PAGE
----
A new smart phone app is literally holding up the mirror to the physical toll alcohol takes on the looks. Part of the Scottish government’s “Drink Smarter” campaign, the new app called ‘Drinking Mirror,” aims to raise awareness about the dangers of binge drinking and the shocking visible effects it can have over time.
‘Drinking Mirror’ plays on people’s vanity and specifically targets women. While heavy or binge drinking is also common to men, the campaign is hanging its hat on the fact that it will make a bigger impact by appealing to women’s innate sense of vanity. According to the Centers for Disease Control and Prevention about one in eight women aged 18 years and older engage in binge drinking while among female high school students the number is even higher, a shocking 1 in 5.
To operate ‘Drinking Mirror,' users upload their photo and then enter data on their weekly alcohol consumption. A computer-generated split image shows the potential long-term effects on the looks by portraying the original face juxtaposed with the face as it might appear in 10 years time at the current rate of consumption.
The campaign hopes that by forcing people to see the visible effects of their drinking they will downsize their consumption and consider following the recommended guidelines. The line between social and binge drinking can be difficult to define as people usually have no idea of exactly how much they are consuming. According to the Scottish government, the recommended safe consumption for women on a daily basis is currently defined as two to three units (unit defined as a 5 oz glass of 13% wine) and three to four units for men. Current U.S. dietary guidelines recommend no more than one drink a day for women and two for men.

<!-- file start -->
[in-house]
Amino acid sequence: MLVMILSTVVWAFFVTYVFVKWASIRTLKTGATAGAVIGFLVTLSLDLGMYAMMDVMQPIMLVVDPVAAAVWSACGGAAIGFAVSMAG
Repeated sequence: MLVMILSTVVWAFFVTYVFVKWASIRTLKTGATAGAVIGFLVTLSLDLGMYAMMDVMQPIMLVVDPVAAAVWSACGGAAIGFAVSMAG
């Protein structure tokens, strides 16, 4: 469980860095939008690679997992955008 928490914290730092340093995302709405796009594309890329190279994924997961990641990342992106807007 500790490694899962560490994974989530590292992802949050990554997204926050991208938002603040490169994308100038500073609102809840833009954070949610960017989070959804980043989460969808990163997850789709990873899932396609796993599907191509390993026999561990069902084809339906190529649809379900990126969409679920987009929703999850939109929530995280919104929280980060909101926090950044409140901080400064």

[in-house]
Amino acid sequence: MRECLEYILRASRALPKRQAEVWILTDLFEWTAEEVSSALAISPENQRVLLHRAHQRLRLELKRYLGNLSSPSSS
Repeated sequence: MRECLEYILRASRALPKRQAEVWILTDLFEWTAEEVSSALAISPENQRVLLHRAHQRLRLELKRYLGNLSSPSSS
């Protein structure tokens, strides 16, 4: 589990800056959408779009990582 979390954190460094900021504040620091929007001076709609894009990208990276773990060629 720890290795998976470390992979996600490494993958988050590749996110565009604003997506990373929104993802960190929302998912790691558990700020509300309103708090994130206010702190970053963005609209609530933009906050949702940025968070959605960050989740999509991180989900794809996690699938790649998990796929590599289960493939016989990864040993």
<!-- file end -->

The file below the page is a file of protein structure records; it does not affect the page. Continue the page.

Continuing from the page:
The app is part of the ‘Drop a Glass Size’ campaign launched on January 8 by Health Secretary Alex Neil. The program hopes that by encouraging users to downsize their consumption it can make significant improvements to people's health as well as slow the aging process. The program also encourages people to observe two alcohol-free days a week.
Using the app to see how alcohol ages the face is a surprisingly effective way of visualizing the import of alcohol’s devastating effects on the skin. Easily observed in the heavy drinker’s pale and tired demeanor, these effects include dehydration, dilated blood vessels and bloating of the face. Add to that the requisite puffiness, increased wrinkling, weight gain and the appearance of jowls, and it doesn’t make for a very pretty picture.
To check out the free app go to http://www.drinksmarter.org.
The smart phone app is currently only available for Android-powered devices though an iPhone version and web version are due out shortly.
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